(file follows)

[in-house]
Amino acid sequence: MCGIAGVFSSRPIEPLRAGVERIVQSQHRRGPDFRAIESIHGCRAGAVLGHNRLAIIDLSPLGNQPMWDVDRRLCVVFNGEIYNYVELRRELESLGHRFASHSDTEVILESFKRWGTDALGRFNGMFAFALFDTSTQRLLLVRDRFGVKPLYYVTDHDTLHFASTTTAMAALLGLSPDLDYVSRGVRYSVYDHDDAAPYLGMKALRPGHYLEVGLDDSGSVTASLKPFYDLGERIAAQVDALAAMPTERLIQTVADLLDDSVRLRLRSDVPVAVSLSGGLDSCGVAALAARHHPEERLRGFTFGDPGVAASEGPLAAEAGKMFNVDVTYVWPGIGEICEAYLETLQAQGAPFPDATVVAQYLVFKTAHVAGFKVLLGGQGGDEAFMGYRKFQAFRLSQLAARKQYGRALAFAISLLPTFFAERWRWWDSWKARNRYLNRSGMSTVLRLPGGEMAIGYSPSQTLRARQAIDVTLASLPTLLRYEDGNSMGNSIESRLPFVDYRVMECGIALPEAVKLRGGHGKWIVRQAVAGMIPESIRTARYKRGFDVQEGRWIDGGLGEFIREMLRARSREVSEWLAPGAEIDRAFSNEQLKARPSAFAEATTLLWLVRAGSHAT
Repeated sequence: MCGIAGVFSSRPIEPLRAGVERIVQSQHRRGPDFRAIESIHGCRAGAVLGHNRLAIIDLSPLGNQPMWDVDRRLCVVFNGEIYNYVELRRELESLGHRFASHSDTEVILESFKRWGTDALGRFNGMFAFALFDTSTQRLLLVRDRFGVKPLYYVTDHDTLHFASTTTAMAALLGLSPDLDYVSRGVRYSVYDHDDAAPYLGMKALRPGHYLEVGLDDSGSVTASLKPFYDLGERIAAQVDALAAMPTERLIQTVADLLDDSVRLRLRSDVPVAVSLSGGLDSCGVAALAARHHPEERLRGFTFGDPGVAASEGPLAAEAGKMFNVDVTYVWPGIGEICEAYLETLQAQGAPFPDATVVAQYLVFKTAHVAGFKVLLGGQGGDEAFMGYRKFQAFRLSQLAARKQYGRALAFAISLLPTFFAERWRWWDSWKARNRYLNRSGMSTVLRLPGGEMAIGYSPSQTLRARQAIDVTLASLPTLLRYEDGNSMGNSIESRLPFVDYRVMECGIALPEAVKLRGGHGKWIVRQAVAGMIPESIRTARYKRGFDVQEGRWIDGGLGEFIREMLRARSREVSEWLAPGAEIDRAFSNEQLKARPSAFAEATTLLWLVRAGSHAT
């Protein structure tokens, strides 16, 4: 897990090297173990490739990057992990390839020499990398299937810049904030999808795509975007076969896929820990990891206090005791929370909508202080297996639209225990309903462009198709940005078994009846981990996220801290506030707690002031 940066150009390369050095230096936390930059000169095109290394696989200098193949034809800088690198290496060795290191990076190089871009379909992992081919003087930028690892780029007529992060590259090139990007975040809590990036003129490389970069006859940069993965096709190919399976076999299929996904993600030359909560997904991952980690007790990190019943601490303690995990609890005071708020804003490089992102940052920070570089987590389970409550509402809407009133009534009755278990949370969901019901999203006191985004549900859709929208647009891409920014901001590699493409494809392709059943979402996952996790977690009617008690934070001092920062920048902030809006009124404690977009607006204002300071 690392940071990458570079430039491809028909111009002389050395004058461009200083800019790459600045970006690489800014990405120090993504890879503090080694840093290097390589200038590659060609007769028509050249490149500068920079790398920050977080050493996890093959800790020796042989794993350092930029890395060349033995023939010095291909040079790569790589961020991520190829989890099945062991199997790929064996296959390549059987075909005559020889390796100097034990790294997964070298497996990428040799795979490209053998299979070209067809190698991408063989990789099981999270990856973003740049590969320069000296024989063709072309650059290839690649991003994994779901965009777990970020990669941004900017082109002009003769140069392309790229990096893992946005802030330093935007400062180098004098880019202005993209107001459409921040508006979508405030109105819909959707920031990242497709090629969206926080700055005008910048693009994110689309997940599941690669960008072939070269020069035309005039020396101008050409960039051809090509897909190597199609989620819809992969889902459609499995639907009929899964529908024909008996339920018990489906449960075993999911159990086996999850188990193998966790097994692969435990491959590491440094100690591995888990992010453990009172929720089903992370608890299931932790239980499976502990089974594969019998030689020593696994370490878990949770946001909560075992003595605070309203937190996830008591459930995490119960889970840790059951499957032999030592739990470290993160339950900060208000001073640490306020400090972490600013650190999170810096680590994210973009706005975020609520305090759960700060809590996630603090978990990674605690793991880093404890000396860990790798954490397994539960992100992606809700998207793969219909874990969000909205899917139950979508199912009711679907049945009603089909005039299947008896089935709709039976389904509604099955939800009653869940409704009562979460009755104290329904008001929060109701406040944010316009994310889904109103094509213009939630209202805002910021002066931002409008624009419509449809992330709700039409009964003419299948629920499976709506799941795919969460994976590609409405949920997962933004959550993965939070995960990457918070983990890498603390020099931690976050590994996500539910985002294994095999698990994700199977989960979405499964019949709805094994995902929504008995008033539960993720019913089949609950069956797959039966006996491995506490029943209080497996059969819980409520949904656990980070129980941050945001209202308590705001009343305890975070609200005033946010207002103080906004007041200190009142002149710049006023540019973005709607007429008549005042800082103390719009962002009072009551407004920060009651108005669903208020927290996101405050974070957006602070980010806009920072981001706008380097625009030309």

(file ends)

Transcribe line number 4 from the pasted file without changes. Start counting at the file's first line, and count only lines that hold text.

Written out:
């Protein structure tokens, strides 16, 4: 897990090297173990490739990057992990390839020499990398299937810049904030999808795509975007076969896929820990990891206090005791929370909508202080297996639209225990309903462009198709940005078994009846981990996220801290506030707690002031 940066150009390369050095230096936390930059000169095109290394696989200098193949034809800088690198290496060795290191990076190089871009379909992992081919003087930028690892780029007529992060590259090139990007975040809590990036003129490389970069006859940069993965096709190919399976076999299929996904993600030359909560997904991952980690007790990190019943601490303690995990609890005071708020804003490089992102940052920070570089987590389970409550509402809407009133009534009755278990949370969901019901999203006191985004549900859709929208647009891409920014901001590699493409494809392709059943979402996952996790977690009617008690934070001092920062920048902030809006009124404690977009607006204002300071 690392940071990458570079430039491809028909111009002389050395004058461009200083800019790459600045970006690489800014990405120090993504890879503090080694840093290097390589200038590659060609007769028509050249490149500068920079790398920050977080050493996890093959800790020796042989794993350092930029890395060349033995023939010095291909040079790569790589961020991520190829989890099945062991199997790929064996296959390549059987075909005559020889390796100097034990790294997964070298497996990428040799795979490209053998299979070209067809190698991408063989990789099981999270990856973003740049590969320069000296024989063709072309650059290839690649991003994994779901965009777990970020990669941004900017082109002009003769140069392309790229990096893992946005802030330093935007400062180098004098880019202005993209107001459409921040508006979508405030109105819909959707920031990242497709090629969206926080700055005008910048693009994110689309997940599941690669960008072939070269020069035309005039020396101008050409960039051809090509897909190597199609989620819809992969889902459609499995639907009929899964529908024909008996339920018990489906449960075993999911159990086996999850188990193998966790097994692969435990491959590491440094100690591995888990992010453990009172929720089903992370608890299931932790239980499976502990089974594969019998030689020593696994370490878990949770946001909560075992003595605070309203937190996830008591459930995490119960889970840790059951499957032999030592739990470290993160339950900060208000001073640490306020400090972490600013650190999170810096680590994210973009706005975020609520305090759960700060809590996630603090978990990674605690793991880093404890000396860990790798954490397994539960992100992606809700998207793969219909874990969000909205899917139950979508199912009711679907049945009603089909005039299947008896089935709709039976389904509604099955939800009653869940409704009562979460009755104290329904008001929060109701406040944010316009994310889904109103094509213009939630209202805002910021002066931002409008624009419509449809992330709700039409009964003419299948629920499976709506799941795919969460994976590609409405949920997962933004959550993965939070995960990457918070983990890498603390020099931690976050590994996500539910985002294994095999698990994700199977989960979405499964019949709805094994995902929504008995008033539960993720019913089949609950069956797959039966006996491995506490029943209080497996059969819980409520949904656990980070129980941050945001209202308590705001009343305890975070609200005033946010207002103080906004007041200190009142002149710049006023540019973005709607007429008549005042800082103390719009962002009072009551407004920060009651108005669903208020927290996101405050974070957006602070980010806009920072981001706008380097625009030309």